Centres are an excellent way to share the oral language experience, see their personalities and creativity, and to collect great assessment information.  I often carry around a clipboard with both blank paper, and paper divided into  squares where I can record a child’s name.  You just never know what is going to happen as you share…..

When planning a centre think of these:

  • What is my big ideas, my goal that I am trying to achieve?
  • What are my open-ended questions (2 or 3) so I can begin the conversation? Oral language assessing?
  • Do I have enough materials that they can explore?
  • Pause and Reflect on what you see and hear from your students?

Listeded below are some links within this site that discuss the importance of play.

Colouring sheets to materials that will explore their creativity……..

Research on play vs worksheets

Playing is learning

The importance of play


Now that the you have had the opportunity to meet your students over the last little while, you can reflect on your daily schedule.  Thinking it Through has a plan for both full and half days. .  Some things can’t be changed due to the large schedules within your school,  but you can always try to move things around if they are in the best interest of your students.  Many schools are on the balanced day program with 3, 100 minute blocks of learning.  I always ensure that my students get 60 minutes or more in one of those blocks, and a second block of about 45 minutes.  The reason behind the time frames is to allow the children to explore the centre, select materials, create/manipulate, think and change, discuss, and share their learning without having to rush.  They are learning how to learn!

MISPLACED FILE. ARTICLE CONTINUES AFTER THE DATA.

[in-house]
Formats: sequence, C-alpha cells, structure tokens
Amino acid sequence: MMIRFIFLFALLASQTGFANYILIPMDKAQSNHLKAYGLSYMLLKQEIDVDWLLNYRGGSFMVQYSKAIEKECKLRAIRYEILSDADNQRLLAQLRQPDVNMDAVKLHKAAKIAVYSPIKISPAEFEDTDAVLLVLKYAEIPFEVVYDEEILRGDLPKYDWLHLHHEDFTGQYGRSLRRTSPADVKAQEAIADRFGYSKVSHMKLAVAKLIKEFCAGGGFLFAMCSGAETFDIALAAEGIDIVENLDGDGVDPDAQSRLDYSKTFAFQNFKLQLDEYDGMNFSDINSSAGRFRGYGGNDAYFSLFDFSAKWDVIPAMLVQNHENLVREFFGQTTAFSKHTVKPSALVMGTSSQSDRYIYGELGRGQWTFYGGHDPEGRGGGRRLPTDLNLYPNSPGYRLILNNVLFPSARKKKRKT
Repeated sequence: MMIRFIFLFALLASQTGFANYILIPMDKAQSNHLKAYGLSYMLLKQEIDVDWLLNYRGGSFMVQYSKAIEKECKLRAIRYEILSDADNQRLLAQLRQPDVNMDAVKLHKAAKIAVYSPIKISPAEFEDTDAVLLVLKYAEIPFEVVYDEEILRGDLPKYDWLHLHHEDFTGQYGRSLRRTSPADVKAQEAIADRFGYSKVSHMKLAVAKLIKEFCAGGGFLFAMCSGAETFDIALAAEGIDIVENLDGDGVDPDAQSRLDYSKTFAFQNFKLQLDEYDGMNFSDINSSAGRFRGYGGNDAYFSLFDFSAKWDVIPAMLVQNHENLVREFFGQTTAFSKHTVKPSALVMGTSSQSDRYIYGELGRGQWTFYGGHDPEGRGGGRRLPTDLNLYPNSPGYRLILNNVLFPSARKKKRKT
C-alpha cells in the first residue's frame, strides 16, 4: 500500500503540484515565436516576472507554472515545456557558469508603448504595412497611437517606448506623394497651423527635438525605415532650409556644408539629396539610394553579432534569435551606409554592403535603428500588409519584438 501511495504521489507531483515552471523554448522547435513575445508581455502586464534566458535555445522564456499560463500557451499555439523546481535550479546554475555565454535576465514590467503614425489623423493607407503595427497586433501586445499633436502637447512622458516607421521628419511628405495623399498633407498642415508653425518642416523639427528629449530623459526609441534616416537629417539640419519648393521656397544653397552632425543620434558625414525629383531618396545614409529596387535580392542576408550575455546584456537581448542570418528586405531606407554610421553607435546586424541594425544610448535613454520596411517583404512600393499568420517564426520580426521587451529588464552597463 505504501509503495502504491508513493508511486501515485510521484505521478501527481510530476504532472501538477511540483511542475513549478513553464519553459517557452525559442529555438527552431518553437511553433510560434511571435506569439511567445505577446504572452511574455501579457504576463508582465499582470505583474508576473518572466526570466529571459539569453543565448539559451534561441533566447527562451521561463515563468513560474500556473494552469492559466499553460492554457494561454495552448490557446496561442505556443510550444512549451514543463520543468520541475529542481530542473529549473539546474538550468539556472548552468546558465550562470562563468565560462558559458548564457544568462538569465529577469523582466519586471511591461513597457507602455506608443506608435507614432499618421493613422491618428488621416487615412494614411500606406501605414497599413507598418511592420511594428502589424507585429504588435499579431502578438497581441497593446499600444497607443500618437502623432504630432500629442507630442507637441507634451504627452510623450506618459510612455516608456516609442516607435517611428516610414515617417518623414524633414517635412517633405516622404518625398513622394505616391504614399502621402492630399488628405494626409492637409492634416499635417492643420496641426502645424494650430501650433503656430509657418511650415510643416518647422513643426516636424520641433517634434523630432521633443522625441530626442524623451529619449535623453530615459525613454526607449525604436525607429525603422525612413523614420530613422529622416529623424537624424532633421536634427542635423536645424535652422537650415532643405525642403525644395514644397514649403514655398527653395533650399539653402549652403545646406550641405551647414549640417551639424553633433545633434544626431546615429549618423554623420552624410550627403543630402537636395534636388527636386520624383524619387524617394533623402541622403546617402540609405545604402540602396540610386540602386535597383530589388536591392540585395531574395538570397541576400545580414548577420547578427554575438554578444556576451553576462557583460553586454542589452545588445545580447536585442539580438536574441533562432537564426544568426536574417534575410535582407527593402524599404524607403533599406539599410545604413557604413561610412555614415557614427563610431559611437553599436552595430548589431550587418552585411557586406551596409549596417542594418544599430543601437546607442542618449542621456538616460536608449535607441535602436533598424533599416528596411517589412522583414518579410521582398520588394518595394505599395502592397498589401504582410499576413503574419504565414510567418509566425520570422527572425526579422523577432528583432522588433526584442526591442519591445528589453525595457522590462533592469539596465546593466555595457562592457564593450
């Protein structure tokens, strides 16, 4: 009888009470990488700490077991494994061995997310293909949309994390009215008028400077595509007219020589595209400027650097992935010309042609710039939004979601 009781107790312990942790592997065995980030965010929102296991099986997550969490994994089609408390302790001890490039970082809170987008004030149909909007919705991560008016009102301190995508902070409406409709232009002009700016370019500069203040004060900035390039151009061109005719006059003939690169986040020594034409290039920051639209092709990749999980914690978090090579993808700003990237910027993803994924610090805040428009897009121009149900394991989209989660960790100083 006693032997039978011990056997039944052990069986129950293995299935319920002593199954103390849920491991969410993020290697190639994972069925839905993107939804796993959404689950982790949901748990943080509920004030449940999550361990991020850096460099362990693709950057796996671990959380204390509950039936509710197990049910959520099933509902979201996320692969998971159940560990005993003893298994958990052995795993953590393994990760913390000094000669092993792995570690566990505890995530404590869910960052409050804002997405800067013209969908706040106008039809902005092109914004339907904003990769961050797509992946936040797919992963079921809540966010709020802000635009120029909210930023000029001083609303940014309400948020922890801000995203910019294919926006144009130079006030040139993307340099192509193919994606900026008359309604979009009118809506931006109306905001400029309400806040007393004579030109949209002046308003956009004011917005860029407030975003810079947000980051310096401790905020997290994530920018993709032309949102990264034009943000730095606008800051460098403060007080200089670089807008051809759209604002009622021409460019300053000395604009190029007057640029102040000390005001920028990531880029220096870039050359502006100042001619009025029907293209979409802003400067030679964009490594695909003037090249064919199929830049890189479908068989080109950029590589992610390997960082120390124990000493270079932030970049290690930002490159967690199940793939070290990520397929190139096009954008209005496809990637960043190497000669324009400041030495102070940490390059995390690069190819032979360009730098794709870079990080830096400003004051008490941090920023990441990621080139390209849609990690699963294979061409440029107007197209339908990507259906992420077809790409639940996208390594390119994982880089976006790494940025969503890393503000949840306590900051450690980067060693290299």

During these next few weeks circulating the room with children would be a great opportunity to discuss with them what is available in each centre, behaviours, and routines.  Remind them daily of what is available. 

I personally do not designate where children should be nor do I have number limits.  Children move freely to different centres as it sparks their interest.  My ECE partner or myself will call children over to work in small groups during this block of play the other circulates, documenting and asking questions as they pertain to our goals or big ideas for the centre.  All children are responsible for the entire room clean-up.


ETFO has developed 3 Kindergarten Makeover Webcasts.  This will give you a great starting point and plenty of ideas on how to prepare centres and plan purposefully for your students.  Here is the link to view the webcasts:


 ”Observation and assessment are essential components of an effective play-based program.”



This week, we learned about the letter B.  We did several play-based literacy activities throughout the week, but the one the children enjoyed the most was bringing their bears to school for a day.

We let the bears sit on the carpet for large group instruction.  We read “Goldilocks and the Three Bears” to them.  We sounded out the word bear, focusing on the “b” sound. 

Just before our lunch time, we got each child to get one snack out of their bags.  We all sat in a large circle on the floor and had a Teddy Bear picnic.  The kids thought it was great!  While we had snack, we thought of names that started with b, sang the Teddy Bear Picnic song, and had enough time left before the bell rang to play “I Spy” for letter b’s in our room.

It was a really fun way to reinforce this letter!